Last December, Motley Fool writers chose their Top 5 Tech Stocks for 2010. The recommendations shared one theme: platforms.
As Tim Beyers wrote, "Great tech stocks are all the same. They generate high returns because they're platforms, generating support not only from their users, but also an entire ecosystem of partners and developers."
Each of the stocks picked had key platforms their success is based on:
is the world's leading content delivery network with more than 73,000 servers to make all aspects of customers' web pages load quickly. This may not sound like much, but a study by Google (Nasdaq: AKAM) showed that a half-second decrease in its load time results in a 1.2% loss of revenue per user, with hundreds of millions of users that adds up. (Nasdaq: GOOG)
has the Mac, iPhone, iPod, iPad and app and music stores to service them all. (Nasdaq: AAPL)
has the world's most popular search engine coupled with the world's best advertising machine. With the cash to gobble up any start-up to fill new niches Google is the dominant Internet business. (Nasdaq: GOOG)
makes memory chips, most notably solid state drives, as smartphones require more memory SanDisk will be there to satiate them. (Nasdaq: SNDK)
is a key component of the cloud data industry. They run software that connects divergent applications into one cohesive IT network that works. (Nasdaq: TIBX)
You're probably wondering though just how well . Here's the return's of the great stocks our writer's singled out for 2010:
Outperformance vs. S&P 500
|Apple||Rec||66.7%||+54.2%||Rick Aristotle Munarriz|
|Rec||(0.5%)||(13%)||Rick Aristotle Munarriz|
|TIBCO Software||Rec||135.6%||+123.1%||Anders Bylund|
|Average||82.3%||+69.8%||Motley Fool Writers|
Source: Yahoo! Finance. *S&P 500 returned 12.5% from Dec. 17, 2009, to Dec. 10, 2010.
Congrats to our writers for slaughtering the market! Even when compared to the tech-heavy Nasdaq-100, a common benchmark for tech funds -- which returned 23.8% -- our picks better than doubled it. So what about 2011? The theme of investing in platforms still holds true.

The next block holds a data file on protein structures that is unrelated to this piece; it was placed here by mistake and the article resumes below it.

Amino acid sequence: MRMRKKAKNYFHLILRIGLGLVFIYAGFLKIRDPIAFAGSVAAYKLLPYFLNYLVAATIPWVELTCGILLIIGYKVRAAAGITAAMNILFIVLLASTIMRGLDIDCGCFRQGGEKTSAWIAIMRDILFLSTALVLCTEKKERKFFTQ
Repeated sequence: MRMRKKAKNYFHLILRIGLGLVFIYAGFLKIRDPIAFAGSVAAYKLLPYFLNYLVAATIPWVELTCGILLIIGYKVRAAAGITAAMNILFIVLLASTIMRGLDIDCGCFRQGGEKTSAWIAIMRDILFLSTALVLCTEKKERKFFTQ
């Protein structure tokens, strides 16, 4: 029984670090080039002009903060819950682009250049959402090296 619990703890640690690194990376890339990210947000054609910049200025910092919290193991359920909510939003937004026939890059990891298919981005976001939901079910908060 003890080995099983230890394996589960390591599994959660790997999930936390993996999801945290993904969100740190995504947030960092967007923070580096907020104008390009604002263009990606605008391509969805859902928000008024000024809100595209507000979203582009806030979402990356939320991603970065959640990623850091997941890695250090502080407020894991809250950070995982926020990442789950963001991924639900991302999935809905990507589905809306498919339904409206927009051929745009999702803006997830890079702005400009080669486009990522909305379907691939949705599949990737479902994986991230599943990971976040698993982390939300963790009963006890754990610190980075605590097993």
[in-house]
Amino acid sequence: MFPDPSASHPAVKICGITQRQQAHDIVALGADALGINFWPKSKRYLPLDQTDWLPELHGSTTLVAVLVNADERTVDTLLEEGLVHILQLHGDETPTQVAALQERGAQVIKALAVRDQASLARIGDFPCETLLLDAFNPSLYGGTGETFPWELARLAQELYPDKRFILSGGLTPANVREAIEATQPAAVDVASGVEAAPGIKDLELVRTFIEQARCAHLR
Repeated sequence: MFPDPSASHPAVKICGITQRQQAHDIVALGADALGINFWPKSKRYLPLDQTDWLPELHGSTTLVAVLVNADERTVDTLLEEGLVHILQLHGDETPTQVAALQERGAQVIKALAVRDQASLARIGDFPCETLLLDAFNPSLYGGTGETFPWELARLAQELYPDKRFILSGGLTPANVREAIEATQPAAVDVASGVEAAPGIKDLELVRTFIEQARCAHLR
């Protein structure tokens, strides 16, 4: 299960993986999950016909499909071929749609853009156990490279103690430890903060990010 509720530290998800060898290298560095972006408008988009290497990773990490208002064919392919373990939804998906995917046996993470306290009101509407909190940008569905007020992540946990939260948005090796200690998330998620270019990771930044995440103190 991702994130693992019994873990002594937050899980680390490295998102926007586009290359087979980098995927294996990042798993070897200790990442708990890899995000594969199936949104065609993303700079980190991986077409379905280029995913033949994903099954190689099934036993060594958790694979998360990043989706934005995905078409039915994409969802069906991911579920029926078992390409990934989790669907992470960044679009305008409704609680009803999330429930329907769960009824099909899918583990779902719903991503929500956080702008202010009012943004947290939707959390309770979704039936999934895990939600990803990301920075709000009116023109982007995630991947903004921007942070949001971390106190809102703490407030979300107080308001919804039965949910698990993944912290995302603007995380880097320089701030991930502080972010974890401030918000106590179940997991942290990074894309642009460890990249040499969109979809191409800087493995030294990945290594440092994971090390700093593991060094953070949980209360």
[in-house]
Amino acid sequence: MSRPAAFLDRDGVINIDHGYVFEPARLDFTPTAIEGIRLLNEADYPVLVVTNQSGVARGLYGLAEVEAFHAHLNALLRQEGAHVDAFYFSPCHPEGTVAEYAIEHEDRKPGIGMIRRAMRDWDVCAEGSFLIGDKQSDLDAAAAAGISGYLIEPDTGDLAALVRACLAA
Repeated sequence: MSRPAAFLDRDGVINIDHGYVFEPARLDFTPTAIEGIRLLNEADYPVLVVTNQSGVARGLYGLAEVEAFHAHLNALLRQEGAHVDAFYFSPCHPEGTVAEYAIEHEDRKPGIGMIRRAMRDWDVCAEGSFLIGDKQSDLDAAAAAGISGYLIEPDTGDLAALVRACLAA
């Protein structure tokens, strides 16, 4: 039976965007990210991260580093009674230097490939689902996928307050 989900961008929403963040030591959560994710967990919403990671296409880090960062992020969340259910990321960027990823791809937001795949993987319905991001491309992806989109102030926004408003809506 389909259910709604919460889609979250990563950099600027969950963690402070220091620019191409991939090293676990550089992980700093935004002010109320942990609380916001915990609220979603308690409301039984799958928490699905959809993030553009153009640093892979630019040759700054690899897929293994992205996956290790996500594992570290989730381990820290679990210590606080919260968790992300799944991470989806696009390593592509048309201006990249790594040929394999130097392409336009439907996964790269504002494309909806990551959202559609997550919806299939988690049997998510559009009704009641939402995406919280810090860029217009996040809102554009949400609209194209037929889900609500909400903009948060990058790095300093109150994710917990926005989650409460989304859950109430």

Why invest in platforms?
Warren Buffett likes to talk about moats, the competitive wall a company has built up over time to defend itself from competitors. Platforms matter because they make for some of the deepest moats out there.
An example is your local electric company; it has power lines connected to your house and all your neighbors' houses. If you want electricity, you have to buy it from them. It would be nearly impossible for a competitor to come in and take your business away from them. It has you as a guaranteed customer as long as you live there, and is thus regulated like all get out.
Companies strive to have you locked in as a customer for life because it's wildly profitable for them. But they try to avoid the regulation part: Just ask Microsoft; that's why when a company's platform is challenged, it will defend it like mad.
So what's new in platforms ...
- Tech startups Twitter, Facebook, and Groupon have created thriving ecosystems for others to innovate on which competitors are beginning to salivate over.
- E-readers have begun really catching on with Amazon's Kindle coming down in price and Apple's iPad taking off. There's now even talk of disposable e-readers coming in the future.
is doing big things with its online offerings, expanding its digital library and adding subscribers. (Nasdaq: NFLX)
has taken more market share from Google since the latter decided to leave the Chinese mainland. Its dominance over the Chinese search market looks unbeatable. (Nasdaq: BIDU)
The coming year
If you are looking to invest in tech, platforms are the way to go. Just remember to be on the lookout for new platforms and you might just have the next best tech stock.
If you want Our Top 5 Tech Stocks for 2011, check back on Fool.com this Tuesday, Dec. 14 at 11 a.m., when we announce our five picks for the new year.
Can't wait for some picks? Click here to access the Fool's free special report, "The Only Stock You Need to Profit From the NEW Technology Revolution."
Dan Dzombak recommends you read I Will Tell You How to Become Rich. He does not own shares in any of the companies mentioned. His musings and articles he finds interesting can be found on his Twitter account: @DanDzombak.
Google and Microsoft are Motley Fool Inside Value picks. Akamai Technologies, Baidu, and Google are Motley Fool Rule Breakers choices. Apple, Amazon.com, and Netflix are Motley Fool Stock Advisor selections. Motley Fool Options has recommended a diagonal call position on Microsoft. The Fool owns shares of Apple, Google, and Microsoft.We Fools may not all hold the same opinions, but we all believe that considering a diverse range of insights makes us better investors. The Motley Fool has a disclosure policy.